Samsung teams up with the University of Georgia to establish and evaluate energy levels for cutting-edge digital health experiences.

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Creating a buzz in the tech world, Samsung has joined forces with the University of Georgia to introduce and gauge energy levels for cutting-edge digital health interactions. The upcoming Galaxy Watch, scheduled for launch in the latter part of this year, will feature the integration of One UI 6 Watch to elevate the AI-powered health functions of the wearable device. A standout component of the new interface is the Energy Score, offering users personalized health suggestions based on a numerical assessment reflecting their overall energy status.

Exploring the intricacies of the Energy Score feature, Samsung Research collaborated with Professor Patrick O’Connor from the Mary Frances Early College of Education’s Department of Kinesiology at the University of Georgia in the United States.

Professor O’Connor, a distinguished authority in exercise psychology, holds vast expertise in analyzing the impacts of sleep, physical activity, and caffeine intake on cognition and perceptions of energy. His insights were pivotal in shaping the Energy Score feature on Samsung Health, merging physical activity with neuroscience insights to introduce the concept of “Overall Capacity.”

While many existing services focus solely on physical elements when evaluating energy levels, the Overall Capacity concept considers both physical and cognitive factors. Mental stressors can significantly influence energy levels, manifested through disrupted sleep patterns and increased fatigue during periods of stress.

Energy, as quantified through the Energy Score, mirrors the amount of activity an individual can sustain relative to their total capacity. Engaging in activities exceeding one’s usual physical or mental exertion can lead to a temporary decrease in energy levels. However, regular exercise has the potential to boost Overall Capacity, potentially resulting in a higher Energy Score over time.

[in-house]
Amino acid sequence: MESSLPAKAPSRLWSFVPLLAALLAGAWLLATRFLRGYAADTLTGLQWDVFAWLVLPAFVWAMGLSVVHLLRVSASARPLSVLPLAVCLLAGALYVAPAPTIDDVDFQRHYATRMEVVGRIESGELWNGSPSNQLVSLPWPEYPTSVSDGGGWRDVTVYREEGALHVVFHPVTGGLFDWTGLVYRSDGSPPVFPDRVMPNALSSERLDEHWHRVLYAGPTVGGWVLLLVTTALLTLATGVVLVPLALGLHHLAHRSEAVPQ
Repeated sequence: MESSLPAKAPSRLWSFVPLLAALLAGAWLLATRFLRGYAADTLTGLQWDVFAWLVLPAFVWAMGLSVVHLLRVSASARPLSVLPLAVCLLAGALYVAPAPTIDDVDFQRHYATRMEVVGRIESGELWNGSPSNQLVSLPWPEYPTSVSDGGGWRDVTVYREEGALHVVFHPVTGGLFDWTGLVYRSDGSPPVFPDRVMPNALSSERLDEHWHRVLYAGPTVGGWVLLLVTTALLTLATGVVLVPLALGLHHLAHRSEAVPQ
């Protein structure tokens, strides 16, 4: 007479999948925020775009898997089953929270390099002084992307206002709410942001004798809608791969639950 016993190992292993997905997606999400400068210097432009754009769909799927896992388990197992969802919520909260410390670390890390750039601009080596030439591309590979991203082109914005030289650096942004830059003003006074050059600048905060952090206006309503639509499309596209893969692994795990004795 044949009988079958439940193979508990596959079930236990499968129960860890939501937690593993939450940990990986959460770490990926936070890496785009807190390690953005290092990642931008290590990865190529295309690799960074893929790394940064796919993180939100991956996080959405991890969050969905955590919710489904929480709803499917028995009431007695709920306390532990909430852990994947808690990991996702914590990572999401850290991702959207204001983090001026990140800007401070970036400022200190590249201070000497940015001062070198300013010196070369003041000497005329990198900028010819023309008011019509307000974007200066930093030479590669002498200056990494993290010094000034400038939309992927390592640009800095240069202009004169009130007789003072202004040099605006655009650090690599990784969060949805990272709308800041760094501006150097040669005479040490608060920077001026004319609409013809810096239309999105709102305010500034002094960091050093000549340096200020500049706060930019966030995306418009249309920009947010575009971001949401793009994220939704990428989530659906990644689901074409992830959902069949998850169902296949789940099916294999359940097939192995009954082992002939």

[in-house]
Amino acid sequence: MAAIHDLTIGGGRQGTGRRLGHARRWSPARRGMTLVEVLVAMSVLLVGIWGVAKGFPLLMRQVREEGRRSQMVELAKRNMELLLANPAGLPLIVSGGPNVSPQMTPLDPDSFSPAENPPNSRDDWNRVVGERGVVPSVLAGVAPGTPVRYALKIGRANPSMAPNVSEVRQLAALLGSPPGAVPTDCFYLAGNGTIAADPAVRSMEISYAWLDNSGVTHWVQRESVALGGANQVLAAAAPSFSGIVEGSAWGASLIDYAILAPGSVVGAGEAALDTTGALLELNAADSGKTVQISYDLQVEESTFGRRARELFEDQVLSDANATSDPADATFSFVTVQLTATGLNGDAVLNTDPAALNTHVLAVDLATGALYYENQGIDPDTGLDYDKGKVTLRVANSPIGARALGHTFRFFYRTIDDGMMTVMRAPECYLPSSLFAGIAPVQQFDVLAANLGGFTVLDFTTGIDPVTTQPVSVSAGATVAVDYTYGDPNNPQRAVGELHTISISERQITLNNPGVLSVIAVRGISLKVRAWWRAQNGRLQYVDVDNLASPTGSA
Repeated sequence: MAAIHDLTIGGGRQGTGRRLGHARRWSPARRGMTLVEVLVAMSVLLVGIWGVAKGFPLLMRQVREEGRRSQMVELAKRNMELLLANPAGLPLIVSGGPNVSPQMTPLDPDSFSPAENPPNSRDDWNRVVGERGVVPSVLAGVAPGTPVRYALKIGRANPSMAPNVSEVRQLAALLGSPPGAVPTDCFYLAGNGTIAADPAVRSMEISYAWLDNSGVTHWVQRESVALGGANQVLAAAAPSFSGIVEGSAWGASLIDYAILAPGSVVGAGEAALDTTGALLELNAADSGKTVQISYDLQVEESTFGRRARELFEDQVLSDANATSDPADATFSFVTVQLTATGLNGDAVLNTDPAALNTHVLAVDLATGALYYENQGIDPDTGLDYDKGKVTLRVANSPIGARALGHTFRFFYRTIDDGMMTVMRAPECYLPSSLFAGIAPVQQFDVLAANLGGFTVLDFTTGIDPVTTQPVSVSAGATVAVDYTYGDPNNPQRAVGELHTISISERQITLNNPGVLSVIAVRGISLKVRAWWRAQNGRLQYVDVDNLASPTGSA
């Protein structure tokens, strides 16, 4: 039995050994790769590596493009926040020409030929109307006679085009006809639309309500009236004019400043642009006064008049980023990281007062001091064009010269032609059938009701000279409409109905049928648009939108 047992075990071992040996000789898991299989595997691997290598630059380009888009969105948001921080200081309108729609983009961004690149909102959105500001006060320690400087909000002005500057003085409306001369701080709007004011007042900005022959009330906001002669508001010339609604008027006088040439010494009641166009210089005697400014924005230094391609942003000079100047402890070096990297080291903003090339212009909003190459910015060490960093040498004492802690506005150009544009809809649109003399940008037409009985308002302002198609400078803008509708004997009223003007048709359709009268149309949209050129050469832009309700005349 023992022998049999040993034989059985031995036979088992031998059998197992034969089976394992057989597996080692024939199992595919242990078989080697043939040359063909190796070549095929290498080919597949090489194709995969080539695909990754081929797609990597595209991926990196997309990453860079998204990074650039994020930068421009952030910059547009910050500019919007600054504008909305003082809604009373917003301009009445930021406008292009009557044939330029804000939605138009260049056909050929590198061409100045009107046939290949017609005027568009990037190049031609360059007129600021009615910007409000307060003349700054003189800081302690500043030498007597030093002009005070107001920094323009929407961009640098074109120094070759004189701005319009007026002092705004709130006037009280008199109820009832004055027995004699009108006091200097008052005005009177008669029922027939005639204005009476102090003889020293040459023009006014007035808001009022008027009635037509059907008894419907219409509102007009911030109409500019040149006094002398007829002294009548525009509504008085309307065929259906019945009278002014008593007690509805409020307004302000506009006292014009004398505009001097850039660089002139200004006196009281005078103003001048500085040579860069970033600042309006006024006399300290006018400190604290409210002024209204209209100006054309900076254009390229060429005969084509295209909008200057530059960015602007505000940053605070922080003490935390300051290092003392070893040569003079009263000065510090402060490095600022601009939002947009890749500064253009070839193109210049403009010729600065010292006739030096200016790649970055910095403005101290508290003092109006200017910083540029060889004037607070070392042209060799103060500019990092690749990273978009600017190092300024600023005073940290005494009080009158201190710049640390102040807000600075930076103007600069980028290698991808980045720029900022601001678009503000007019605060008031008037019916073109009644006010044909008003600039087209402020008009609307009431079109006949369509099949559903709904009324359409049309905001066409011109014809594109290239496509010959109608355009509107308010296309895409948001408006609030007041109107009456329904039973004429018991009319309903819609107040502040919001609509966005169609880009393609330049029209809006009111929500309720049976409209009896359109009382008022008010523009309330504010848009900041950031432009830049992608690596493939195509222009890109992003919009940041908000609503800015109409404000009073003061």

The Energy Score calculation is rooted in factors such as physical activity levels, sleep quality, heart rate during sleep, and heart rate variability during sleep tracked by wearable devices. Samsung Research meticulously crafted the Energy Score feature based on scientific studies and clinical research analyzing the connection between these indicators and various markers of energy.

Age and gender considerations are factored into determining the weight each factor carries in influencing one’s Energy Score, with experiments corroborating a strong correlation between Samsung’s Energy Score models and clinical data collected by the University of Georgia’s researchers.

Going beyond mere numerical values, Samsung Health’s Energy Score provides users with health recommendations anchored in seven key factors impacting the score, including average sleep duration and previous day’s physical activity.

By integrating optimization AI and generative AI technologies, Samsung Research offers personalized health guidance via friendly messages, empowering users to make informed decisions about their daily activity and rest patterns to enhance their overall lifestyle.

Professor O’Connor’s collaboration with Samsung developers underscores a shared commitment to fortifying the reliability and validity of the Energy Score, ensuring scientifically sound metrics drive user experiences.

Yunsu Lee, Head of the Data Intelligence Team at Samsung Research, expressed, “Through our collaboration with Professor O’Connor, we were able to address this challenge in a scientifically meaningful way. We will continue to develop data and AI technologies to ensure that Samsung’s various devices are used more widely to enhance users’ lives.”

1 Only for general health management and fitness purposes. Service availability may vary by country.
2 The advanced research and development organization in Samsung Electronics’ DX (Device eXperience) division

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